She maintains this unwary openness as we move into the songs on the second half of Failures. These move the timeline forward and detail a troubling period in the songwriter’s life of moving to London, drinking too much, dealing with insomnia and an unhealthy relationship.
“Creatures” is the first song on the record to go into this directly, as she sings about being unable to sleep and surrounded by troubling thoughts: “I see creatures / they’re my failures / watch them crawl / across every wall.”
“It was a period where I was coming out of being young and getting into early adulthood and being overwhelmed by everything that comes with being an adult,” she explains. “I don’t think I dealt with it very well because I’d just been getting pissed for so long. And then I got into this relationship and he didn’t go out or anything – he’s someone who played World of Warcraft and stayed in all the time. So instead of going out getting drunk every night, I just started drinking at home every night.”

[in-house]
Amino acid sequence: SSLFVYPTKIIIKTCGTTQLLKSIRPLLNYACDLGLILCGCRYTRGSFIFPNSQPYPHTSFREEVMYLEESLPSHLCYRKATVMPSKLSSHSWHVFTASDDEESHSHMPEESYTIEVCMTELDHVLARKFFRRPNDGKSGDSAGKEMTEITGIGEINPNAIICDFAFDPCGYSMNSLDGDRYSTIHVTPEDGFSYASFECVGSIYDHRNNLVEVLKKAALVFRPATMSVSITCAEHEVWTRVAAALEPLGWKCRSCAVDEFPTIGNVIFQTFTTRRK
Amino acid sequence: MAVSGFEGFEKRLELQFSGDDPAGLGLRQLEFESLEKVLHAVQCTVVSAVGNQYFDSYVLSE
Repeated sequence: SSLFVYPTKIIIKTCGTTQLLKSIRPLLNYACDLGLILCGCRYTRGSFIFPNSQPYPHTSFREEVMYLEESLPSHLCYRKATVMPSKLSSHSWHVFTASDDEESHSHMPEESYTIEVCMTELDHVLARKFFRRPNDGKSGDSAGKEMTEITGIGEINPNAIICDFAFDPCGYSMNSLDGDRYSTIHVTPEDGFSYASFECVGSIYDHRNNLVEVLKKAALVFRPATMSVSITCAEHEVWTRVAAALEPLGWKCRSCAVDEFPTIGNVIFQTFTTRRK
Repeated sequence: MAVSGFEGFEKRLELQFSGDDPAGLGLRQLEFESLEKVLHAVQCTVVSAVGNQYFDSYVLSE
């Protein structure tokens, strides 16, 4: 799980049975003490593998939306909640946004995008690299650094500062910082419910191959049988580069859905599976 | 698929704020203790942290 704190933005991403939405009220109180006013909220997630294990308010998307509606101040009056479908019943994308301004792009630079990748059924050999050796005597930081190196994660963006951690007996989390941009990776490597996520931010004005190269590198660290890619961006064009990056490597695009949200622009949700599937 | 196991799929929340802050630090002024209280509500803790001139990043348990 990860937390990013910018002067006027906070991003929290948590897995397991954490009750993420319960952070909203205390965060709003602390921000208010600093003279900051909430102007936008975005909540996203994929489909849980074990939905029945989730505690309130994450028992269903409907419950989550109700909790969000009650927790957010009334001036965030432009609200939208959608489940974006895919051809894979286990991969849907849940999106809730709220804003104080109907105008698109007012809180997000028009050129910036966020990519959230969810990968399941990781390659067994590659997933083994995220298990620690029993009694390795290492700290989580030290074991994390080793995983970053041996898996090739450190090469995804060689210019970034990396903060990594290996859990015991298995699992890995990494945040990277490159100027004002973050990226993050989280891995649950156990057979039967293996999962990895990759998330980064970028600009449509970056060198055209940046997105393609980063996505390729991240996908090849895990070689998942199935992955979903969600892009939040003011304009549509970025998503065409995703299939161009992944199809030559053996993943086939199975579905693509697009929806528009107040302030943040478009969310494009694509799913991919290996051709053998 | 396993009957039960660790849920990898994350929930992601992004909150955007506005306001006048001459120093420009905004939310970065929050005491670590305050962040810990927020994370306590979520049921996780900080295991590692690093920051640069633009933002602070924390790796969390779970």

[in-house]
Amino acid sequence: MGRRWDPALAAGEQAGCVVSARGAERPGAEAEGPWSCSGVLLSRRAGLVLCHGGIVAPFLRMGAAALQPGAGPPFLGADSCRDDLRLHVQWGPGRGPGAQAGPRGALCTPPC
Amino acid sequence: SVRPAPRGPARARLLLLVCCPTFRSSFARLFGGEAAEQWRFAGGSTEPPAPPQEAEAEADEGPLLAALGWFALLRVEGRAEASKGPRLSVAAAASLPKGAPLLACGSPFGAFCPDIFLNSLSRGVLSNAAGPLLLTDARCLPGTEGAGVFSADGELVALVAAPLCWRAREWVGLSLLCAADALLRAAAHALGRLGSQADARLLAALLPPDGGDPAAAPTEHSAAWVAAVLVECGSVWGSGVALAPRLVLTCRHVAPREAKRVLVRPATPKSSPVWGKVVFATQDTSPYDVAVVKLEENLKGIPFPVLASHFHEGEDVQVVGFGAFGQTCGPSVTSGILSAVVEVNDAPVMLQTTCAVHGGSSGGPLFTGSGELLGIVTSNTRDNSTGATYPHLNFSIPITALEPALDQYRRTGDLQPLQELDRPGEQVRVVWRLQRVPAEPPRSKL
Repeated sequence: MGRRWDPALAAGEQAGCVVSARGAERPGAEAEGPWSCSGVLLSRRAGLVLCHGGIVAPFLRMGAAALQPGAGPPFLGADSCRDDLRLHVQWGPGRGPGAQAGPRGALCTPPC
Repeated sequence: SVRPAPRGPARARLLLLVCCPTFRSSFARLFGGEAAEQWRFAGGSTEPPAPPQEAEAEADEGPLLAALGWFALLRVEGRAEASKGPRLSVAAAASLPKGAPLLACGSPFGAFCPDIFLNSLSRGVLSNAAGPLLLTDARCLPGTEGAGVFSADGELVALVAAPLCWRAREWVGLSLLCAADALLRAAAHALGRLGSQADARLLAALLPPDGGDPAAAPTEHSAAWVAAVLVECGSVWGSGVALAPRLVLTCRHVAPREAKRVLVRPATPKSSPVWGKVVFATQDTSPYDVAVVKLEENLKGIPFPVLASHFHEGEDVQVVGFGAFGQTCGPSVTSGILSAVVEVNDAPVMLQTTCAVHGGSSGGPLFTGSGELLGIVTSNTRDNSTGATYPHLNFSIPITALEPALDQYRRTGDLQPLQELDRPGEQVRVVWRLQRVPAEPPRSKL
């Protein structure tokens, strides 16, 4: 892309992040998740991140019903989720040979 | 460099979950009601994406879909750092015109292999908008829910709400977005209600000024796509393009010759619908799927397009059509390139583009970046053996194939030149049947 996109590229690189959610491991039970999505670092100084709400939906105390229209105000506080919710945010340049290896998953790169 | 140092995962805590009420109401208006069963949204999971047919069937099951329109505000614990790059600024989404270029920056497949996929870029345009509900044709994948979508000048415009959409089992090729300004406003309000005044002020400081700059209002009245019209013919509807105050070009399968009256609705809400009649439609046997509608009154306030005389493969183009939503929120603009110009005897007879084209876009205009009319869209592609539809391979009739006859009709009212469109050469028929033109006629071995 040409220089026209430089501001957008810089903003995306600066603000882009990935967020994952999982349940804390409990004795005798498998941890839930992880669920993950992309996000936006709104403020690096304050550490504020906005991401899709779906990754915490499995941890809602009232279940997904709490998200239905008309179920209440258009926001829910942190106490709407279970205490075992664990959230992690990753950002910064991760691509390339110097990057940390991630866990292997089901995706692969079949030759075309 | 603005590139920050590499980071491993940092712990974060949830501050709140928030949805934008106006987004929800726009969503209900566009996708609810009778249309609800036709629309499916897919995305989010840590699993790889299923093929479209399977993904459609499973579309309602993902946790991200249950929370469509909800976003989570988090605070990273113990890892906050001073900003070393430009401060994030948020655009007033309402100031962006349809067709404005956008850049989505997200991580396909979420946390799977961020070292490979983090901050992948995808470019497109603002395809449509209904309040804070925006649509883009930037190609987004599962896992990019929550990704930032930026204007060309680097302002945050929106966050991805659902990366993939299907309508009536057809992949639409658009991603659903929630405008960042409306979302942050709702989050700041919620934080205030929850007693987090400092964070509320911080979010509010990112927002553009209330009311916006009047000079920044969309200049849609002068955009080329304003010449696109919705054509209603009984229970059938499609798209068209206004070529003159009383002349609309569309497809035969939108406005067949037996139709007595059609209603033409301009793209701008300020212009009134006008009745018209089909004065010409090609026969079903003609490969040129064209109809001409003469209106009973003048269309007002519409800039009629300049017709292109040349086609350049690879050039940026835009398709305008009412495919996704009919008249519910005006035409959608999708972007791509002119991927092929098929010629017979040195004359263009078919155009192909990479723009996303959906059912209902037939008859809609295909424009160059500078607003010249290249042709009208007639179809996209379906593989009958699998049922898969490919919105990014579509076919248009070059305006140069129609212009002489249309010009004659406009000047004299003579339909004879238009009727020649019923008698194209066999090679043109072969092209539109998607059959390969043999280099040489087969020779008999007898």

Unsurprisingly, the partner was not happy about this turn of events and confronted Malco about it, who decided to try to stop drinking. “I stopped doing that and then it just felt like ‘fuck, there’s nothing to help me forget in the night anymore’,” she admits. “It’s probably related to why I had insomnia.”
This unhealthy situation continues into “Peckham”, a two-chord dirge that explicitly examines her relationships both with her boyfriend and with alcohol, as she sings: “There’s empty bottles all over the floor, from when I felt alone the night before / And I can’t tell you, I don’t want to tell you.” Malco reveals that this is a true story from a weekend when her boyfriend left town, leaving her alone – and she took the opportunity to revert back to her old ways. “Getting pissed on your own is the worst fucking thing because you just sit there in your living room and there’s bottles everywhere, and then you just fall into bed.”